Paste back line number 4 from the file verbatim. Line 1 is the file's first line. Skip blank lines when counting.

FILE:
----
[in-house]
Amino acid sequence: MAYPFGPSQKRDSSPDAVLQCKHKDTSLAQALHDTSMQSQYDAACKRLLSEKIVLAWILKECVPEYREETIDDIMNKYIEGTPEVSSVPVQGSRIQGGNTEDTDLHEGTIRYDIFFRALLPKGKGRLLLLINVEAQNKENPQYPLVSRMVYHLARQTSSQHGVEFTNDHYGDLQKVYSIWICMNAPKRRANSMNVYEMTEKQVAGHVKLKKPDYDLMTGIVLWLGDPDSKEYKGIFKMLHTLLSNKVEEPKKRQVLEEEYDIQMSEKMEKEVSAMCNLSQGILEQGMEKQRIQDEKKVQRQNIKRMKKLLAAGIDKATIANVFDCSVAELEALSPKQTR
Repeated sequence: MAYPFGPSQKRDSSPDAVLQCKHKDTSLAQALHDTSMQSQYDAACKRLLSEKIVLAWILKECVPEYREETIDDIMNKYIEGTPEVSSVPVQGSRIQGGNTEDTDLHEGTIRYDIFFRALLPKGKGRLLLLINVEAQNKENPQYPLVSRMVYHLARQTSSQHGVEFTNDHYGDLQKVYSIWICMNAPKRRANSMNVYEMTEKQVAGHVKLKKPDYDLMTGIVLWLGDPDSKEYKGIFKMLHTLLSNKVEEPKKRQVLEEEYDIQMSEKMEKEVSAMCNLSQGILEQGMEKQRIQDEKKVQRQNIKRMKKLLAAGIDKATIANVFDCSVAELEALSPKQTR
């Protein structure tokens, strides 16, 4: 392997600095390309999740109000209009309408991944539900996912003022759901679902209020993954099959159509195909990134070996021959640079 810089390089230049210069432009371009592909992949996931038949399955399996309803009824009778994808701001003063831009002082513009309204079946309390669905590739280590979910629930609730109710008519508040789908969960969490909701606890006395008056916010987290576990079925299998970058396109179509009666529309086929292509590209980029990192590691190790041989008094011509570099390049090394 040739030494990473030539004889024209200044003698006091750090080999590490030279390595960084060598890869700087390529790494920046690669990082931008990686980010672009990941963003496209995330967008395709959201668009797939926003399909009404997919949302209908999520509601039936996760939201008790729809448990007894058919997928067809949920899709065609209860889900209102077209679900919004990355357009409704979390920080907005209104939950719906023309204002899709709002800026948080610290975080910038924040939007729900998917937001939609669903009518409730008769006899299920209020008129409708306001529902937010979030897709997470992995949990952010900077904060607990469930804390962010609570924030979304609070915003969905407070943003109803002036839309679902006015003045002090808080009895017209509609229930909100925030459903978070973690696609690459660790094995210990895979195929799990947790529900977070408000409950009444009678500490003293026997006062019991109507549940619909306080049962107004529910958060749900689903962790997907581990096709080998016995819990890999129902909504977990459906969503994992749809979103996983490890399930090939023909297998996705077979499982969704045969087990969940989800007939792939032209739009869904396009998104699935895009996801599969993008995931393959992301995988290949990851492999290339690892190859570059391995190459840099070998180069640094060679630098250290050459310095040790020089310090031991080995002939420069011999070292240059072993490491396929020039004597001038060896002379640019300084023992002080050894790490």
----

């Protein structure tokens, strides 16, 4: 392997600095390309999740109000209009309408991944539900996912003022759901679902209020993954099959159509195909990134070996021959640079 810089390089230049210069432009371009592909992949996931038949399955399996309803009824009778994808701001003063831009002082513009309204079946309390669905590739280590979910629930609730109710008519508040789908969960969490909701606890006395008056916010987290576990079925299998970058396109179509009666529309086929292509590209980029990192590691190790041989008094011509570099390049090394 040739030494990473030539004889024209200044003698006091750090080999590490030279390595960084060598890869700087390529790494920046690669990082931008990686980010672009990941963003496209995330967008395709959201668009797939926003399909009404997919949302209908999520509601039936996760939201008790729809448990007894058919997928067809949920899709065609209860889900209102077209679900919004990355357009409704979390920080907005209104939950719906023309204002899709709002800026948080610290975080910038924040939007729900998917937001939609669903009518409730008769006899299920209020008129409708306001529902937010979030897709997470992995949990952010900077904060607990469930804390962010609570924030979304609070915003969905407070943003109803002036839309679902006015003045002090808080009895017209509609229930909100925030459903978070973690696609690459660790094995210990895979195929799990947790529900977070408000409950009444009678500490003293026997006062019991109507549940619909306080049962107004529910958060749900689903962790997907581990096709080998016995819990890999129902909504977990459906969503994992749809979103996983490890399930090939023909297998996705077979499982969704045969087990969940989800007939792939032209739009869904396009998104699935895009996801599969993008995931393959992301995988290949990851492999290339690892190859570059391995190459840099070998180069640094060679630098250290050459310095040790020089310090031991080995002939420069011999070292240059072993490491396929020039004597001038060896002379640019300084023992002080050894790490």